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A Strange Gift

November 7, 2011

“God must have Aspergers, because he doesn’t understand sarcasm.”  This has become a common saying in our house. Last spring, when doctors were coming up with all kinds of terrifying potential syndromes that our baby girl might have, we jokingly said to each other, “wouldn’t it be nice if it was only autism.” In our experience, autism has been challenging, yes, but not scary. Not life-threatening. It is life-altering.  Well, wouldn’t you know, God must have heard us! “You asked for it, you got it!”  Thanks Big Guy! 😉  

The best gifts are the unexpected ones. I can’t say as we really planned for our first pregnancy. He was a bit of a surprise, but I can’t imagine ever wanting anything more than that precious little bundle.  As new parents, we fumbled our way through those early days as best we could. We figured life out as it came at us, managing it all with a lot of love and a good sense of humor.  As we started to discover that each of our children was autistic, we started to discover their gifts as well. Each of them is affected differently, as are all children with autism. Each of them has their difficulties to be sure, but each has been blessed with amazing talents and gifts.  I suppose that’s what makes it easier for us to accept their autism- by focusing on their strengths.

Our youngest daughter is, by far, the most severely affected. She is non-verbal and regressing, even now, as we have her participating in intense therapy.  Some days it is very difficult to call her autism a gift.  Tonight she woke up crying, I assume from cramps brought on by the iron supplements she is currently taking for her anemia. I say that I assume, because she can’t tell me. She can’t tell me why she is upset. She can’t even point to her tummy and say “hurt.”  When she has a bad dream, she can’t tell us about it. She can’t even say “mama” anymore. This “gift” has stolen her language. This “gift” is stealing her away from me a little more each day.  Every once in a while, I can see a little bit of brilliance shine through the mask that autism has placed over her face. I see a smile or a dance that lets me know she’s still in there.  She loves music. She will dance to music that isn’t even playing.  Her therapist tells me she’s “scripting” music, just as my older daughter scripts conversations by piecing together lines from movies or even phrases she’s heard from me.  The autistic mind is something like a tape recorder, and my youngest daughter is replaying a song in her head so vividly that she dances to it.  We’ve been discovering also that she loves books. This might be part of her visual stimming, but it also seems to be a genuine love of books.  It’s not really at all a stretch to believe there might be some sort of genius brewing in there.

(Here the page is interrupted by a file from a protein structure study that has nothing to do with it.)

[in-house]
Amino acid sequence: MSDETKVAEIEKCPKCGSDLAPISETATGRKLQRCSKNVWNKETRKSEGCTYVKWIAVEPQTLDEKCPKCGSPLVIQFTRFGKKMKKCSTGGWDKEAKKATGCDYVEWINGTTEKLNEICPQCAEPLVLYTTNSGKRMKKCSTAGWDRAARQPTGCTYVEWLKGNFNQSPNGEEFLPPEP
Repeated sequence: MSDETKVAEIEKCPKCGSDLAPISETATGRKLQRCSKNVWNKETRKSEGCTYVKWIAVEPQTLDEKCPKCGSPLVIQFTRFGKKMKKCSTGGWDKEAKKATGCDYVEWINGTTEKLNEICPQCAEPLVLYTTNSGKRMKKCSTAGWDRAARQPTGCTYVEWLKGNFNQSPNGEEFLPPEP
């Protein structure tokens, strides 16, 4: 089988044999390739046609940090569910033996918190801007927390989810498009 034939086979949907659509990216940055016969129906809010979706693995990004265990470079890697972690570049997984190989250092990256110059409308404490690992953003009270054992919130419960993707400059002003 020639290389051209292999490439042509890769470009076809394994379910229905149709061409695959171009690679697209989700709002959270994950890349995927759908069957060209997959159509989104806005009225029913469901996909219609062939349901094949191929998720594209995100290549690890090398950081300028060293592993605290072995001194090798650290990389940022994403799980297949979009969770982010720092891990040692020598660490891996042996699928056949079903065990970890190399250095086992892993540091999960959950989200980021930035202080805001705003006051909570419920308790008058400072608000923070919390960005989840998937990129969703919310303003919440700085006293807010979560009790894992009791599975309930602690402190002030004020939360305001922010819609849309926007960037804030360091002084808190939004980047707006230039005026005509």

The other night, my son had the boys from his class over for a Cars 2 watching party, and then one stayed over for a sleepover. I can’t tell you how excited he was, but if you had been within a 1 mile radius of our house that night, I probably don’t have to! Because he has autism, he has difficulty controlling his emotions.  Because he has autism, he doesn’t have that impulse to even try. Often, this makes life difficult for us, but it does make life more exciting too.  As soon as he got home from school, my boy pressed his face against the glass of our storm door, asking how long it would be until his friends arrived. When the first one finally did, he went crazy. He was running and screaming with delight, through the house and into the back yard with his friends.  He feels and expresses each of his emotions with such incredible force. The lows are lower, but for sure the highs are higher. That whole night, he sat beaming on the couch watching his friends watching his movie. He was even a little more proud when he heard that the older brothers of some of his friends were upset that they couldn’t come. One of the mothers ran the dvd copy of the movie over to two of the boys – one was missing the party to sit with the other during his chemotherapy treatment.  I could tell my son was feeling a little like a celebrity that his party was spreading to someone else’s house in some way.  As heart wrenching and frustrating as it often is to experience his meltdowns with him, watching the extreme joy and pride he felt that night with such intensity did make his autism feel like a strange gift.

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